The study's aims were to describe rapid and conventional HIV testing practices and referrals/linkages to services posttest among homeless youth in New York City. We also examined variation among service-involved youth, street youth, and "nomads." Respondent-driven sampling was used to recruit 217 homeless youth who participated in structured interviews. Almost all youth were tested in the past year (82%). Most received pretest/posttest counseling (> 77%). Rapid testing was common and conducted in diverse settings. However, youth reported that rates of referral/linkage to services posttest were low (< 44.4%). Service-involved youth were significantly more likely to receive rapid testing, be tested in the past year, and be tested at a high frequency. Street youth and nomads, those at highest risk for poor health outcomes, had less access to testing and may require creative, lowthreshold services. Further, a better understanding of barriers to the use of referrals/linkages to services posttest is needed.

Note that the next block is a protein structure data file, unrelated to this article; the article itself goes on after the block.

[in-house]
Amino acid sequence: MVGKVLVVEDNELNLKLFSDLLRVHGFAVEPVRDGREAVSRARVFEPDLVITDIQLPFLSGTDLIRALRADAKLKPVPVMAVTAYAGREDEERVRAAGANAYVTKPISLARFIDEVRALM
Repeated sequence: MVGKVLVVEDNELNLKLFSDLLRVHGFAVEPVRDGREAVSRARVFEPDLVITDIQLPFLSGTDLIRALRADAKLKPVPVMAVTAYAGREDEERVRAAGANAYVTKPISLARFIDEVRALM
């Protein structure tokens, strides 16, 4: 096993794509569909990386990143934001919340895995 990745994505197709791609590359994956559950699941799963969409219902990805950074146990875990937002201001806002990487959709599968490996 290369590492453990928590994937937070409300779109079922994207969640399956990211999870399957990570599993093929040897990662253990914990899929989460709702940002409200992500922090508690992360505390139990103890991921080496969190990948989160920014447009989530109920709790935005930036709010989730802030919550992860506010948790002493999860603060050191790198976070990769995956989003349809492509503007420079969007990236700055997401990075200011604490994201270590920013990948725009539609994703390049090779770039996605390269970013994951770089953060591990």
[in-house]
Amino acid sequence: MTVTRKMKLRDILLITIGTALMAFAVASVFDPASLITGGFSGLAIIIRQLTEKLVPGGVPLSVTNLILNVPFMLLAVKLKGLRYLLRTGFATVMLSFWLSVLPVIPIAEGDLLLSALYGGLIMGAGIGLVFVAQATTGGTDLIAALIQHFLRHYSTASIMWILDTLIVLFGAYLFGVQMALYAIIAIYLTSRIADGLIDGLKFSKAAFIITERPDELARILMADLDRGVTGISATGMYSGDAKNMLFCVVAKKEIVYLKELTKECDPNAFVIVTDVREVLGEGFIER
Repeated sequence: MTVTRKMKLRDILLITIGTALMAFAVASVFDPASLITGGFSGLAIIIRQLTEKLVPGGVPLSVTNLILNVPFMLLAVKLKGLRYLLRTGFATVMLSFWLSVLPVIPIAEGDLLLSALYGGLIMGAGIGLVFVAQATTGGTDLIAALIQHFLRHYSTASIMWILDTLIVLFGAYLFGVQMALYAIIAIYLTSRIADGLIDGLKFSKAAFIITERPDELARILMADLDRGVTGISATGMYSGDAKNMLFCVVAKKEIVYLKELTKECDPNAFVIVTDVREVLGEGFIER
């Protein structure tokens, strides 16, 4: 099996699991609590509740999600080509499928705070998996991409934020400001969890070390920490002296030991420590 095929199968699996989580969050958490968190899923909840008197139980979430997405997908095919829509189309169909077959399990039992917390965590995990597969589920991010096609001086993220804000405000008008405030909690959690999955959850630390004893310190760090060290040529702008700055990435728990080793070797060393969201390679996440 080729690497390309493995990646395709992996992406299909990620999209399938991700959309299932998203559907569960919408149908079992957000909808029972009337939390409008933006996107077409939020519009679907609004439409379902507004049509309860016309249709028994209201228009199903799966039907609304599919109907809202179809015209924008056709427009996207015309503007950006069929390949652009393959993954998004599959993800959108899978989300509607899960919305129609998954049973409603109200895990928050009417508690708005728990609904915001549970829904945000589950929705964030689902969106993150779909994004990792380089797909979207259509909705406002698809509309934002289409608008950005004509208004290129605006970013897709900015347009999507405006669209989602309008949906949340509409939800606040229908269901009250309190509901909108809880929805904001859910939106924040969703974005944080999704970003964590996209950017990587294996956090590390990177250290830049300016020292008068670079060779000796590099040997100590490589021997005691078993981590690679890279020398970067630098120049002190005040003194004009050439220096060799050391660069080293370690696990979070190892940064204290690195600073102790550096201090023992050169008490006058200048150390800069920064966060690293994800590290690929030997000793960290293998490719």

ASJC Scopus subject areas
- Health(social science)
- Public Health, Environmental and Occupational Health
- Infectious Diseases